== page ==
" A controversial exhibit using body parts from dead cats and baby dolls opens today at the Canton Art Institute. The local exhibit may allow local art lovers to join the national debate over controversial art supported by tax money, an issue debated Wednesday by the U.S. House of Representatives. The House refused to ban federal funds for artwork deemed obscene or indecent. Opponents argued that the issue was not censorship but how to spend public money. The national debate concerns an exhibit of 153 photographs by Robert Mapplethorpe - 13 of which include images of sadomasochistic homosexual sex. The local debate concerns an exhibit of imaginary animal sculptures fashioned by Akron artist Stephen Paternite from freeze-dried animal parts and baby dolls. He said he was furious that museum officials would suggest censoring his work by requesting that he pull three of his most controversial displays.... "

Cristal Williams Walker, staff writer
The Akron Beacon Journal
Friday, September 15, 1989
(Full Article)

" This show is, in case you've been hibernating the last 24 hours, the talk not only of the area and the state, but the whole country, having been picked up by Cable News Network and most of the wire services by late Friday. Stephen Paternite's exhibit,
"Creature-Nites of Ohio" at the Canton Art Institute through October 29th, features both sculptured and real animal parts recombined to form new fantasy creatures, three
of which involve the use of baby doll parts.

The works causing the most controversy, Kiddie-Kat and Kiddie-Kat II ( homo sapien felis catus ), have been compared with some of the more shocking photographs by the late photographer Robert Mapplethorpe...."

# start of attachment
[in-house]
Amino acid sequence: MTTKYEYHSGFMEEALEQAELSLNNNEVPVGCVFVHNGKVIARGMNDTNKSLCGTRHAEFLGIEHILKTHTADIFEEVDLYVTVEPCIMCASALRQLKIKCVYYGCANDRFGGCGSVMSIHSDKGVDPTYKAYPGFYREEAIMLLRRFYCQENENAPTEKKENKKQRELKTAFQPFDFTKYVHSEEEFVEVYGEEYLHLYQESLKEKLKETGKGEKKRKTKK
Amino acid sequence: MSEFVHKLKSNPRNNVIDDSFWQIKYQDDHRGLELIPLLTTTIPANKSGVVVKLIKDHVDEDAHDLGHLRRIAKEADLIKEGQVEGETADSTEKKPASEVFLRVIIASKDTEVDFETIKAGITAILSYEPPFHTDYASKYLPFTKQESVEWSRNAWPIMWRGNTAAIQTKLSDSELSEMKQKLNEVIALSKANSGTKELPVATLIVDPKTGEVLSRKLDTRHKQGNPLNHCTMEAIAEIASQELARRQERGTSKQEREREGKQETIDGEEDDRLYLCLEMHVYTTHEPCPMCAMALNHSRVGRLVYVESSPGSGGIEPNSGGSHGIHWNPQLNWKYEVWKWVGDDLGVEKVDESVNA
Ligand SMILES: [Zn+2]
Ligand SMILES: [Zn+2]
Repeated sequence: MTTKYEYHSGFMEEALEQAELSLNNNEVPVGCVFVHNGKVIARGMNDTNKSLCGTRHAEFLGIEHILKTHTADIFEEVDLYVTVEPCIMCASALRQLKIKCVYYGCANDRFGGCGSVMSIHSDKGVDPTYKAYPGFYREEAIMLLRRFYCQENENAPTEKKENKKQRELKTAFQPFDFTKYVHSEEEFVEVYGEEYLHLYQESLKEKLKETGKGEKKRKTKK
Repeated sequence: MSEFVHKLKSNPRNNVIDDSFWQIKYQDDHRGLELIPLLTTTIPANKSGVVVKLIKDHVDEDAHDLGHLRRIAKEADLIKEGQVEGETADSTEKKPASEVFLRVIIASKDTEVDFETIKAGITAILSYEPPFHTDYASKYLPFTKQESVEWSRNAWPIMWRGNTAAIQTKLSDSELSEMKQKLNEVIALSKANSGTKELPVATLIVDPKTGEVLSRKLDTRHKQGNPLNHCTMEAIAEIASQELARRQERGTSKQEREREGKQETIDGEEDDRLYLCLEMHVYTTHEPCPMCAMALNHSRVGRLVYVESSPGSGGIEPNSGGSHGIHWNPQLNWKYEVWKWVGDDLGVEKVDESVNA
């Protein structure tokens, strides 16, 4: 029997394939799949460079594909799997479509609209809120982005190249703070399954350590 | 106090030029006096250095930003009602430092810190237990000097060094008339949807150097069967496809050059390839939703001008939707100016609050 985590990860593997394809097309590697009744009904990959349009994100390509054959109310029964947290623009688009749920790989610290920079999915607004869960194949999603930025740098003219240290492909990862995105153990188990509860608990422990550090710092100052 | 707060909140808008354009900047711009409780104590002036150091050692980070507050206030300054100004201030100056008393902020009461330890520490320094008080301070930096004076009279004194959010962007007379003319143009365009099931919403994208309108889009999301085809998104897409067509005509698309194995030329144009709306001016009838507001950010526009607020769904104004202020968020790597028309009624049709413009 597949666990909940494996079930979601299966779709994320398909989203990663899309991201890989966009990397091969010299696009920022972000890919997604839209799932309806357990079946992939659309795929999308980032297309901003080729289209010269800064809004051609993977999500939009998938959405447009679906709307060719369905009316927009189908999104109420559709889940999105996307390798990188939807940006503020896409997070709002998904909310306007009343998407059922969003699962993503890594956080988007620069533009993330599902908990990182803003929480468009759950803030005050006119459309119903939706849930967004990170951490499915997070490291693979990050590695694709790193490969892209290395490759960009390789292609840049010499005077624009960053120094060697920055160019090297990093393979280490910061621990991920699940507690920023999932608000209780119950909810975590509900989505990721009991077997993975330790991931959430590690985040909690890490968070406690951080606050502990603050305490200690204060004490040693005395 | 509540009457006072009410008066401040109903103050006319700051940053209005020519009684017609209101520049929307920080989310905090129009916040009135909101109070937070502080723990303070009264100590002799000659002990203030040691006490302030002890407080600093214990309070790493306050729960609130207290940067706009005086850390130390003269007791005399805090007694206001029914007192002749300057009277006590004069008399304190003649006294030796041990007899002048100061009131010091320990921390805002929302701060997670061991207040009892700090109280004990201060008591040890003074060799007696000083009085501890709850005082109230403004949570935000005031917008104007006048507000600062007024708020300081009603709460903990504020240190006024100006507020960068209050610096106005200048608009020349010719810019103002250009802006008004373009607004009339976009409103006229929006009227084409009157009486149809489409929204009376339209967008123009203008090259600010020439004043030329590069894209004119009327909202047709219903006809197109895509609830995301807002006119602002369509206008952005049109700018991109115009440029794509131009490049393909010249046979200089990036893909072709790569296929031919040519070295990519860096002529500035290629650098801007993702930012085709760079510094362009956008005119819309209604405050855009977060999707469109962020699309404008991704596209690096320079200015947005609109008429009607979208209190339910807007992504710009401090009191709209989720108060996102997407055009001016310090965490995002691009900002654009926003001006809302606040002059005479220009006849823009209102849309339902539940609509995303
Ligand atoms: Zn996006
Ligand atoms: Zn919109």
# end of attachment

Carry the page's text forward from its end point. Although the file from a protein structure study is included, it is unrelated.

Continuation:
Dorothy Shinn, art critic
The Akron Beacon Journal
Saturday, September 16, 1989
(Full Article)

" My hat is off to Akron sculptor Stephen Paternite. He has given me a new appreciation of art. Finally, someone has discovered a good use for cats."

Stuart Warner, Warner's corner
The Akron Beacon Journal
Sunday, September 17, 1989
(Full Article)

" As secretary-treasurer of the Traditional Siamese Breeders and Fanciers Association, Diane Fineran of Jonesborough, Tenn., is a fervent defender of the feline faith. And as an art critic, she's no pussycat, either. In a letter addressed to yours truly, she used terms such as "demented, indecent" and "atrocities" to describe the Creature-Nites of Ohio show at the Canton Art Museum. She suggested that the artist,
Stephen Paternite, should be confined to "the nearest mental institution"..."

Stuart Warner, Stark Naked
The Beacon Journal (Stark edition)
Sunday, October 8, 1989
(Full Article)